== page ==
Reproductive possibilities of alien species Fraxinus pennsylvanica marsh. in the forest stands of the city of Bryansk.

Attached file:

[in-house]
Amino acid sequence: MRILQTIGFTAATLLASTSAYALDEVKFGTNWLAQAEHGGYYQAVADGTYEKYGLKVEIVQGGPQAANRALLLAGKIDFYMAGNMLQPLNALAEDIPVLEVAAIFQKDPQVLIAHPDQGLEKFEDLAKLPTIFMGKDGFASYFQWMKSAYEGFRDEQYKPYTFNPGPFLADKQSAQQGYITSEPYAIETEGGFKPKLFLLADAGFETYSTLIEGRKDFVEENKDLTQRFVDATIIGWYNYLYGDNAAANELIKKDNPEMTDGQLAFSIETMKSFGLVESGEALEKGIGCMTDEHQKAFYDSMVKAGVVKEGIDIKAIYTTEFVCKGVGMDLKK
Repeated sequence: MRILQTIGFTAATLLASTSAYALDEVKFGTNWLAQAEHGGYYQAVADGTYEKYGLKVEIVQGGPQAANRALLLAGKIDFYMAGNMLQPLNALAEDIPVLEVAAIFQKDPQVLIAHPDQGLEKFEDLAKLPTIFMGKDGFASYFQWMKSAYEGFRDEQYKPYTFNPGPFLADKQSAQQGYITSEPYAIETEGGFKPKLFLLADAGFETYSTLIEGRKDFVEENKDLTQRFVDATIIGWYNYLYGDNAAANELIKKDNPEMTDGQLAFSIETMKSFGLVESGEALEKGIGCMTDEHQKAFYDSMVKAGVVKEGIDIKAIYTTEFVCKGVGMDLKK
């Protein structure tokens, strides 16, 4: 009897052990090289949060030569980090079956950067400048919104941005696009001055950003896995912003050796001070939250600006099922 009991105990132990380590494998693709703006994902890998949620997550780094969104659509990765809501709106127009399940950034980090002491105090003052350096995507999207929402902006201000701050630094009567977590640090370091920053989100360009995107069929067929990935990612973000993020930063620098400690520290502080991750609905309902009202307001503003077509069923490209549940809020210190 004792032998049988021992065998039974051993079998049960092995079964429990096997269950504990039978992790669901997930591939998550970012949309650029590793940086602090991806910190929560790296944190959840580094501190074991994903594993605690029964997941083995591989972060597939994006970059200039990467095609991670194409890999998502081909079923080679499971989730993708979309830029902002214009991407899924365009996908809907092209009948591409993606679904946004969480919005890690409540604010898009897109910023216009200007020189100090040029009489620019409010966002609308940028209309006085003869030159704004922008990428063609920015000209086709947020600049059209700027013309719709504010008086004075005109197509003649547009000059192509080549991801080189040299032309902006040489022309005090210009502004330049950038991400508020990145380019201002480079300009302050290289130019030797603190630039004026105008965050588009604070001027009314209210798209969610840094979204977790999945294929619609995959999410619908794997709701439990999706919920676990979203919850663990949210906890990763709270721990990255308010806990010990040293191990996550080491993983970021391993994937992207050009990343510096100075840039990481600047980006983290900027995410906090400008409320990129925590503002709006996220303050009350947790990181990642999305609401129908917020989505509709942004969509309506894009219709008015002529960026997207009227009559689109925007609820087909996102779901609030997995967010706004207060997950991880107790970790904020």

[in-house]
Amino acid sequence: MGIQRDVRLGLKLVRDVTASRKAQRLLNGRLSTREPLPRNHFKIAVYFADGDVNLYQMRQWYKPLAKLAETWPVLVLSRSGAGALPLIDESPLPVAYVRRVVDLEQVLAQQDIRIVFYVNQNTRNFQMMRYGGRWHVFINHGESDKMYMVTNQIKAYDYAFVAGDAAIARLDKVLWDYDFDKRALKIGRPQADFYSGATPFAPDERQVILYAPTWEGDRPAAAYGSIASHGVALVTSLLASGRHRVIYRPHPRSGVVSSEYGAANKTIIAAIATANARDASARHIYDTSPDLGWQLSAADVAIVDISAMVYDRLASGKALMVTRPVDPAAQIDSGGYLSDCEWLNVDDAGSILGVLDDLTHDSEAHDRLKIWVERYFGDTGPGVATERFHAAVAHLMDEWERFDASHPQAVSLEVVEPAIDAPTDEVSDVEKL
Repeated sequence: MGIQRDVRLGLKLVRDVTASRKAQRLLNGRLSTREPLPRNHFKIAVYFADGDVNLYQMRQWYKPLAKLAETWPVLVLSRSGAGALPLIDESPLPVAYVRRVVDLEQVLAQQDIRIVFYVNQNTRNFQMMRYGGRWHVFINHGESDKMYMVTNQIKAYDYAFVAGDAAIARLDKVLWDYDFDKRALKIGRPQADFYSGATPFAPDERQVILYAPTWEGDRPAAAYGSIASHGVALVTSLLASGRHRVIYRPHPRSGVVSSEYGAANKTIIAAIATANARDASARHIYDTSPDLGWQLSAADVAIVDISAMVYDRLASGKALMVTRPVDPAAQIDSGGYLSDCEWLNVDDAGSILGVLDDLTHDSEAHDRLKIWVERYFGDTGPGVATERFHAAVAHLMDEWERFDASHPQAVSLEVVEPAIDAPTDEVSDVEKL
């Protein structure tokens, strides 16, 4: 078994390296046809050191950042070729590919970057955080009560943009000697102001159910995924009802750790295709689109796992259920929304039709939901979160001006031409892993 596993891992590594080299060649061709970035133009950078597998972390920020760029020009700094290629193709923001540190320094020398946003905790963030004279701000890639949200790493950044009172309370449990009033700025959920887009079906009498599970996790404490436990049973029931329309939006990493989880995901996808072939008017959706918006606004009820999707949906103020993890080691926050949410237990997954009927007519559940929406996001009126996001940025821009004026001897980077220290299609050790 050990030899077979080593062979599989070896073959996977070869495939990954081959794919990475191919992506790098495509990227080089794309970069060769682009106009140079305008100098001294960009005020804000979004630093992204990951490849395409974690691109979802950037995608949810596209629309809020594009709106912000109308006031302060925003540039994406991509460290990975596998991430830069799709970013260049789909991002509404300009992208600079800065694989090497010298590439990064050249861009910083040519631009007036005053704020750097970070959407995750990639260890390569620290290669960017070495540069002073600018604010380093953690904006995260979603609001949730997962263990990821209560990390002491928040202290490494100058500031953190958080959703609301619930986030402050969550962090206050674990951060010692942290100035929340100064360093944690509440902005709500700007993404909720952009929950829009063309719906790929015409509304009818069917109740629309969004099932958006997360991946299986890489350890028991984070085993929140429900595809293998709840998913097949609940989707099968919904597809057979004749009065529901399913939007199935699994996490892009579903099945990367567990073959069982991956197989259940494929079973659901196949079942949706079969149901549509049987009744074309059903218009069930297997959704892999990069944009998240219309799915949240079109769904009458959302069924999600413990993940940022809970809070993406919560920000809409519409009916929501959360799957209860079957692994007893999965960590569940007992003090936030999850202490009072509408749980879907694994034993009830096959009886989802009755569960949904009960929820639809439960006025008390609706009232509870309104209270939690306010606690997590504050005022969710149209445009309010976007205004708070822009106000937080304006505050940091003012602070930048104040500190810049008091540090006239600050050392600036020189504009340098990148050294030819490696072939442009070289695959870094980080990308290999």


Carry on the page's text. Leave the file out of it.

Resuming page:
The invasive North American species Fraxinus pennsylvanica Marsh. has a high reproductive potential in natural and urban habitats. The species is characterized by intense seed reproduction and the active distribution of seeds. However, their germination requires quite specific conditions, which are found mainly in floodplain ecosystems and occasionally in mesophytic and xerophytic urban habitats. Intense vegetative renewal allows ash trees to linger in their habitats for a long time, including after disturbances, but it is ineffective for the rapid spread of the species and occupation of new territories. F. pennsylvanica actively penetrates into natural and seminatural communities, acts as an edifier and dominant, displaces, and (or) prevents the regeneration of species of natural flora. However, these features are not pronounced in all habitats, but mainly in river valleys, including forest cultures with a simplified structure. The possible spread of F. pennsylvanica diaspores into the river floodplains by birds and humans (randomly) is of concern, because it can lead to the mass distribution of the species with a subsequent threat to the biodiversity of river valleys.